Yellow lentils & Fenugreek leaves (Methi)
When A Short Course in Culinary Experiments was first published, I described the fenugreek seeds and fenugreek plant/leaves in the materials section chapter of the book, and the medicinal benefits of these for diabetic patients (according to Auyervedic medicine). At that time, I wrote that one might occasionally find fresh fenugreek leaves (methi) in Indian grocery stores. In the intervening years, the availability of methi has changed in my neck of the woods (Baltimore). Nowadays, fresh methi is available in Indian and Asian grocery stores, year round. There might have been a demand for methi and local farmers might have started growing them in greenhouses, close to Baltimore.
Methi is also available in the dried form in Indian/Asian grocery stores. This can be found in small size packets of 100 grams (3.5 oz) and is not very expensive. If you have never seen methi before, and would like to try a culinary experiment with it, perhaps you can start with the dried form of the plant. This will also be applicable to those who have no easy access to fresh methi plants.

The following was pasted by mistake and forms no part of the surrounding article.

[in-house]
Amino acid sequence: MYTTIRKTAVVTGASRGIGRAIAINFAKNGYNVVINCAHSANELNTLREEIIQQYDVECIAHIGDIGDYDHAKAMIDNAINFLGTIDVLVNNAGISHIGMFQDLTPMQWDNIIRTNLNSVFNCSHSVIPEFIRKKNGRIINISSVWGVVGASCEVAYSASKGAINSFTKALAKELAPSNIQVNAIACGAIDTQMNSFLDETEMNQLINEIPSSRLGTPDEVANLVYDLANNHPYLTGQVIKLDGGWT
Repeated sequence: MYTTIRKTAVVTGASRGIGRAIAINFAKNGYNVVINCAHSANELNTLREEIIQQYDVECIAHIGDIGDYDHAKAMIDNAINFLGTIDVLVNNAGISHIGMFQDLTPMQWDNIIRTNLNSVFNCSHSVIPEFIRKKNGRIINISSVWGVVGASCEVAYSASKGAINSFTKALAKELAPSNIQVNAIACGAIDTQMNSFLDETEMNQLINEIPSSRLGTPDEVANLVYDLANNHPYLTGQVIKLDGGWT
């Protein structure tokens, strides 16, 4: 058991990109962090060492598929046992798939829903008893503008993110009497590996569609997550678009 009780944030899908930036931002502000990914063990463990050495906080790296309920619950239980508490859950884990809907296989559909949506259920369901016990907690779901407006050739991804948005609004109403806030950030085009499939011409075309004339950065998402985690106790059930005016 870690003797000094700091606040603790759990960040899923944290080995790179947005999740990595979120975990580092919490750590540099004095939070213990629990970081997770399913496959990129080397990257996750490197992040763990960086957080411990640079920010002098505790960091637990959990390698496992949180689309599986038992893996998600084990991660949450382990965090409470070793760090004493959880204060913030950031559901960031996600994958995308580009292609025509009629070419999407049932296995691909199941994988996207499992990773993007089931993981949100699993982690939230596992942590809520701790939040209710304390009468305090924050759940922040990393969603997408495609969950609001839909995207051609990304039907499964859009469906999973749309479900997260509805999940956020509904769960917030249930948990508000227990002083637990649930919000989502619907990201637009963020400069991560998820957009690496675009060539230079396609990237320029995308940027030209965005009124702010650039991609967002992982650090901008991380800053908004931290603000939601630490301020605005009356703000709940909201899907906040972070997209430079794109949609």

A basic procedure was described for the preparation of yellow lentils (dal) in A Short Course in Culinary Experiments (preparation L3). Numerous variations and experiments were also suggested for the preparation L3. If you are an enthusiast in culinary matters, you can write a booklet for the preparation of dal, just from the variations and experiments suggested in A Short Course in Culinary Experiments. However, the experiment with methi was not among the suggestions.
Both fenugreek seed and plant have a mild bitter taste (some will say it is very bitter) and thus you have to be prudent in the use of this plant for cooking. The procedure L3 was described for 1 cup of dal. You can adopt the same cooking procedure, but add 1 tablespoon of dried methi leaves when the dal is almost cooked (about 5 minutes prior to turning off the heat). Follow the seasoning procedure that you have mind for the dal, as usual. Depending on the palatability of methi, you may increase the quantity of methi leaves for the next preparation of dal or try to procure fresh methi leaves. Weight-for-weight, the dried form of methi is cheaper, though a notch below par on taste. Of course, if you don’t like the taste of this plant, these points are irrelevant.
I will be posting a few more preparations with methi leaves. Those who are interested in the use of methi leaves for their medicinal value will find them useful.
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